Economic Blues (Oceanic Ones)

by Patrick Shore

While many impacts of climate change can be physically seen or experienced, such as abnormal weather and storm patterns and glacial retraction, the unknown and vast nature of our ocean makes changes less visible and understandable. It does seem certain though that seemingly small oceanic changes such as rising sea levels and surface temperatures could have devastating impacts across the globe. These small changes can indirectly affect weather global weather patterns: snowpacks, rainfall, harvests, soil fertility, and storms. Aside from the physical impacts of ocean climate change, such as the flooding of coastal and lowland cities, the changes to our oceans could have more immediate, economic effects.

Living on the “blue planet”, we naturally rely on the ocean for many things. Food, transportation, and energy are three of the many important marine industries that could be negatively influenced by ocean changes. Local and commercial fisheries rely on having a constant and abundant supply of fish for their industries to be successful. However, rising ocean temperatures may result in the destruction of plankton and other microorganisms which many of the fish that we eat rely on. Rising temperatures can also result in more frequent storms and shifts in oceanic currents and marine migration patterns, all of which would have negative impacts on economies relying on fisheries. Likewise, the changes in sea levels, and extreme weather events would be much to the detriment of global shipping industries whom rely on the ocean for safe transportation. One short-term benefit of these climate changes, however, is that melting ice caps may expose new areas that can be mined for oil and or gas, which may be good for the economy, but would only further exacerbate the current problem.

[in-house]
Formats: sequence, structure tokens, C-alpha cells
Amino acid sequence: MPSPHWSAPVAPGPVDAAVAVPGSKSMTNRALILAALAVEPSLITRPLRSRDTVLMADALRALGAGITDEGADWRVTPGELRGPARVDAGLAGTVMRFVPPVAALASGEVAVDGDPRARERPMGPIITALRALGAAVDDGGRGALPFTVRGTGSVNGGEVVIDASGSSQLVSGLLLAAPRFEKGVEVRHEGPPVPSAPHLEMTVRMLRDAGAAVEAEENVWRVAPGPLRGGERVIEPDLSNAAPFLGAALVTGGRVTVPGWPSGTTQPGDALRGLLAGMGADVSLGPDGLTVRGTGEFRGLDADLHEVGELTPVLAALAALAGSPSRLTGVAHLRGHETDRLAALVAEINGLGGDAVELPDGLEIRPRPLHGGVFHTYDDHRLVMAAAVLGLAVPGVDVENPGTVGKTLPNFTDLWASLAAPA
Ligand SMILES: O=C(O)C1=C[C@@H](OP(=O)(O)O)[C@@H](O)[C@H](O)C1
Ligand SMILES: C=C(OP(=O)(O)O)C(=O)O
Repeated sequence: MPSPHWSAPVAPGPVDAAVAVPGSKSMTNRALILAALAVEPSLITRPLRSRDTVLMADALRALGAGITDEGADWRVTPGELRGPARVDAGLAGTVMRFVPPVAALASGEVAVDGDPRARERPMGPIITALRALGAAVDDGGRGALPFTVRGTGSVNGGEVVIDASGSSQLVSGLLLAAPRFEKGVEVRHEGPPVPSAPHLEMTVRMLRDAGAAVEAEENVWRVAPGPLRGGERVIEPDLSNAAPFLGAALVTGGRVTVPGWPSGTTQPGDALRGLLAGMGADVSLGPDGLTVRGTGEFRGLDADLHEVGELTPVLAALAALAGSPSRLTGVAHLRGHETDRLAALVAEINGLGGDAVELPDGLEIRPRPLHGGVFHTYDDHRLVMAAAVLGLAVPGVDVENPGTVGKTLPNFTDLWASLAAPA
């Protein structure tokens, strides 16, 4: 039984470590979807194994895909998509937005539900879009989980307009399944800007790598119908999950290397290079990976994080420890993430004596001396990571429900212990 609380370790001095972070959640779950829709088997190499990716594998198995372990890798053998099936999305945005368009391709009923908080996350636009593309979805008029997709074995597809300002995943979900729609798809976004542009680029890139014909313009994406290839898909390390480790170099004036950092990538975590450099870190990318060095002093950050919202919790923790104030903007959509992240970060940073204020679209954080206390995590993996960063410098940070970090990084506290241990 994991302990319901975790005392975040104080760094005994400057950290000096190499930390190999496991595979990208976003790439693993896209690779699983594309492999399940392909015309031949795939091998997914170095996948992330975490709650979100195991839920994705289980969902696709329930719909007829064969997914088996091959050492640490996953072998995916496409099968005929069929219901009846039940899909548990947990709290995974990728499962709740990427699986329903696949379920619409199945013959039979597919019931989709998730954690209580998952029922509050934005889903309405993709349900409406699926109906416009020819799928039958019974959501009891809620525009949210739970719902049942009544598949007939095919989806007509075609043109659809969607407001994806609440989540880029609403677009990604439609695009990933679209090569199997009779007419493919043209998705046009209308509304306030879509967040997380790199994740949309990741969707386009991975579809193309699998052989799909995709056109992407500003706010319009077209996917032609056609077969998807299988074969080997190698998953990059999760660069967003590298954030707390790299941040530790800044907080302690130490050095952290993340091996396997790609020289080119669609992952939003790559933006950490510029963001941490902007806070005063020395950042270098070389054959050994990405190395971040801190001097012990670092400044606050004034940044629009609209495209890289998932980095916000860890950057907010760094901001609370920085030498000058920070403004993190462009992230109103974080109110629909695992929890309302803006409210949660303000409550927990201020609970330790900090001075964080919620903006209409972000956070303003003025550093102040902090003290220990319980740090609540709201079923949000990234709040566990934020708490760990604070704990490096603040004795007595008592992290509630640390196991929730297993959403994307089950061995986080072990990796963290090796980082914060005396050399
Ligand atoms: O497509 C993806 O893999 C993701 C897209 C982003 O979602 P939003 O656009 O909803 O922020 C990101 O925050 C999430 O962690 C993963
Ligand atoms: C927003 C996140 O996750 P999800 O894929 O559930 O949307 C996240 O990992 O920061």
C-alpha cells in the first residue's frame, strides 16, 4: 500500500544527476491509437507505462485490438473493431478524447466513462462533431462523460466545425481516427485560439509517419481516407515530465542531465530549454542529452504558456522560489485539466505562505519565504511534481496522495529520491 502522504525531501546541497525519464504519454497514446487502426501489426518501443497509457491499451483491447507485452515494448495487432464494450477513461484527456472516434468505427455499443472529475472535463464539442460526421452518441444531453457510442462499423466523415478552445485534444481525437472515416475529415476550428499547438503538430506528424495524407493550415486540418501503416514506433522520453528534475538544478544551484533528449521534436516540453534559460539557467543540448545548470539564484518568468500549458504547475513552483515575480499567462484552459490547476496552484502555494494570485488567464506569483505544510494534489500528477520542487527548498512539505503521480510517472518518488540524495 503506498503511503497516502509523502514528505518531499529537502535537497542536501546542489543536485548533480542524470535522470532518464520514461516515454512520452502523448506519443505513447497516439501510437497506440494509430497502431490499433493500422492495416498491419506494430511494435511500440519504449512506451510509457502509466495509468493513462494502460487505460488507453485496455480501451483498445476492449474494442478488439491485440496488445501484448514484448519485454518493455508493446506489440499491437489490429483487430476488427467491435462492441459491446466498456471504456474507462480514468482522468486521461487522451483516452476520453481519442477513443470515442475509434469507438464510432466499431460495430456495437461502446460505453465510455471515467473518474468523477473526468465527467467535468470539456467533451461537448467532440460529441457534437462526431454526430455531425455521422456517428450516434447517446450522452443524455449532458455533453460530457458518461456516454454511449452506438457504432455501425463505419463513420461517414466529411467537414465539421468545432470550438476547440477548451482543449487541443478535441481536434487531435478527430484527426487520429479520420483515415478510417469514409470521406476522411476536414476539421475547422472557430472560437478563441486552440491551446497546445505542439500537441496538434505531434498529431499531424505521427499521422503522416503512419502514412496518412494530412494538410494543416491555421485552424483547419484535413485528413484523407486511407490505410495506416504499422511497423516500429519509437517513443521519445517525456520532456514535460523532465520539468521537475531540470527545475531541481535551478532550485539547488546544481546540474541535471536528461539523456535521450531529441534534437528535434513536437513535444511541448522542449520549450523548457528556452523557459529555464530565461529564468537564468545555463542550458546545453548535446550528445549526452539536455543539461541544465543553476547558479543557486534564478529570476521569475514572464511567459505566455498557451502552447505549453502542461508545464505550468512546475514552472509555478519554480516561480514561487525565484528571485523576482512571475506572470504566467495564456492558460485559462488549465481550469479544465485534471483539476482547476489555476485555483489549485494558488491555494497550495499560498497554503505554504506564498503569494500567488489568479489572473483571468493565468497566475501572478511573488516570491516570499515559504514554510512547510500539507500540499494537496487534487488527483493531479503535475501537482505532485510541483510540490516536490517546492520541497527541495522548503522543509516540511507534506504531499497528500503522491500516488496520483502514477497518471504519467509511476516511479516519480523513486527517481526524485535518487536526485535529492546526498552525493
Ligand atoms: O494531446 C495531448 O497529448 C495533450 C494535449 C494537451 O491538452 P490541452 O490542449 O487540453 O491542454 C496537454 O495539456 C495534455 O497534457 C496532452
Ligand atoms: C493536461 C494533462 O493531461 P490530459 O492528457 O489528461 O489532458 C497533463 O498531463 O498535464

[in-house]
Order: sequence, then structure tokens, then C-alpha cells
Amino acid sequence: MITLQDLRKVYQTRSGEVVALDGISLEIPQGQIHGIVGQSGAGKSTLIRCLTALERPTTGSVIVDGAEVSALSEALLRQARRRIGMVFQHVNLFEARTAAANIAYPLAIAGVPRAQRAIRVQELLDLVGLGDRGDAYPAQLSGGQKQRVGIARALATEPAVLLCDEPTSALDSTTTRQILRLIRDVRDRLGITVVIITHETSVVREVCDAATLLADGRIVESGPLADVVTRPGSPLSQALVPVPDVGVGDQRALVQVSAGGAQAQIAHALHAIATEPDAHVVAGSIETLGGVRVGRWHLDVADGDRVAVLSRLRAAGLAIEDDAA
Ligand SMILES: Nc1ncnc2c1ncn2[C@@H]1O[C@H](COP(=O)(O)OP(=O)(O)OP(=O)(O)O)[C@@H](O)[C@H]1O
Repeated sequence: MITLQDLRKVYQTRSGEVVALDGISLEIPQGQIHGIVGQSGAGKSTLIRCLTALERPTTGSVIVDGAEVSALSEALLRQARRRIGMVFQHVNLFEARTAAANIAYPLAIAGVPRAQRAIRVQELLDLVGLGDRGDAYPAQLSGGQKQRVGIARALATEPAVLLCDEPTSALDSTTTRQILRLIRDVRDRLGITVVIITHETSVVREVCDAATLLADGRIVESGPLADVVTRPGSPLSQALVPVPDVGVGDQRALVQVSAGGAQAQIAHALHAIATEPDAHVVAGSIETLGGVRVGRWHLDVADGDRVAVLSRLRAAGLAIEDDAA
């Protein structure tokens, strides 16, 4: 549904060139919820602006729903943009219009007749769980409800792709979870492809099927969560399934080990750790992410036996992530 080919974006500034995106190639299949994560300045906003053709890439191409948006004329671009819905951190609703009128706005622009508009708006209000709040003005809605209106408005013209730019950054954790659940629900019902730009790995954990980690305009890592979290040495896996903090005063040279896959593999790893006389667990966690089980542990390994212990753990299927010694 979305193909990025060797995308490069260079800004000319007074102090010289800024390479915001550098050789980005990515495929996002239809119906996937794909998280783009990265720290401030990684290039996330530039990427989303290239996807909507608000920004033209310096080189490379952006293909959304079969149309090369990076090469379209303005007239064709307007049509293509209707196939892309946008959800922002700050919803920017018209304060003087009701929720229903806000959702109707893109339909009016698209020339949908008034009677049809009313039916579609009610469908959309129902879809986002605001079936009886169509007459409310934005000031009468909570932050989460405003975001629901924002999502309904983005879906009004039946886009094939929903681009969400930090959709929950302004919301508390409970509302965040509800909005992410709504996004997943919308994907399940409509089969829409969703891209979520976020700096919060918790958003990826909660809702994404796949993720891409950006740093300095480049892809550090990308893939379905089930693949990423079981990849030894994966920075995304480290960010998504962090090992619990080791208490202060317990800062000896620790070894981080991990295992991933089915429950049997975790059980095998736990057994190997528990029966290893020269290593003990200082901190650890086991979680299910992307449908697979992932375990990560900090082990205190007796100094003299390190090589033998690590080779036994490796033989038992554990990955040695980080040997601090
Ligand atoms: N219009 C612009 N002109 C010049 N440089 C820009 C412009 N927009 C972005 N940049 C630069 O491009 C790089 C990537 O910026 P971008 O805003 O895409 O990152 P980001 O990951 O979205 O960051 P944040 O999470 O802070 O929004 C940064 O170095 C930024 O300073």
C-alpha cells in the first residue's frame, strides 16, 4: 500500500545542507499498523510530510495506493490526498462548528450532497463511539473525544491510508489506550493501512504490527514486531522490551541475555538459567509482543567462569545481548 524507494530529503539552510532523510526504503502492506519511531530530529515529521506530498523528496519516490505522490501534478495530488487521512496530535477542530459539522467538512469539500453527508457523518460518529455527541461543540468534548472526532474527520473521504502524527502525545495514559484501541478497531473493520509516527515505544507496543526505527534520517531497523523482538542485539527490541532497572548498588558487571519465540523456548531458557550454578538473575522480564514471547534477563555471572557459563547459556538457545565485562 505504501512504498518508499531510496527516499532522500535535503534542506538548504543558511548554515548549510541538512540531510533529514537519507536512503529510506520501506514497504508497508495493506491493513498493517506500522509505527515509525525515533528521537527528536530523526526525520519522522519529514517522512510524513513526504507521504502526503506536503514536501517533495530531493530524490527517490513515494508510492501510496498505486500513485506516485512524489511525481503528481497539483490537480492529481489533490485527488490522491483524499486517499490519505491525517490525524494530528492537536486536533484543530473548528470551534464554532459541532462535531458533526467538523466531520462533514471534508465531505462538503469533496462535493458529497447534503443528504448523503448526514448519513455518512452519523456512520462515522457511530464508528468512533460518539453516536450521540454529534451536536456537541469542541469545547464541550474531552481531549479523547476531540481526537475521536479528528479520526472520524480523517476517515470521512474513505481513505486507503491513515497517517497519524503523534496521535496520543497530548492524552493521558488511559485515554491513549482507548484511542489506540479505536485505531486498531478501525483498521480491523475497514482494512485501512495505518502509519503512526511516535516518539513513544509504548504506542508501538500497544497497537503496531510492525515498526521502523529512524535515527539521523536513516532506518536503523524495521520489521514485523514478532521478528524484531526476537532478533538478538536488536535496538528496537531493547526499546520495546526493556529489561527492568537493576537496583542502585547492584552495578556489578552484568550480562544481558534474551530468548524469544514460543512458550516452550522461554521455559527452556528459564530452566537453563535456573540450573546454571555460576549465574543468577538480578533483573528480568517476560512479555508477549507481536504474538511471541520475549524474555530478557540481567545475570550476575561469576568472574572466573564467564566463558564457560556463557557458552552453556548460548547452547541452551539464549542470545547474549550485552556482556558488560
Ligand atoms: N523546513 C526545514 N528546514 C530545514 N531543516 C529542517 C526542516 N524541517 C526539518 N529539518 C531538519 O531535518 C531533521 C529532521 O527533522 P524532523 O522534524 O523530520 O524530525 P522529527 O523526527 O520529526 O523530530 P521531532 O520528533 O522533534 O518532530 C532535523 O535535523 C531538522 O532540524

Despite president Obama’s recent meeting in Paris to discuss taking action against climate changes, there has been minimal global, social response to this encroaching, apocalyptic scenario. Even in the U.S, where much research and education has been amassed and shared, climate change remains a controversial subject do to socio-political beliefs. The polarizing effect of the topic prevents any real progress in combating these changes from being made. While policies and individuals try to cut down on emissions, little, apart from conceptual ideas, has been done in the way of finding more permanent solutions. If we expect to live on this planet for much longer, more must be done with technology and policy to ensure the security of our oceans.



Allison, E., Bassett, H., 2015. Climate change in the oceans: Human impacts and responses. Science Vol. 350, pp. 778-782


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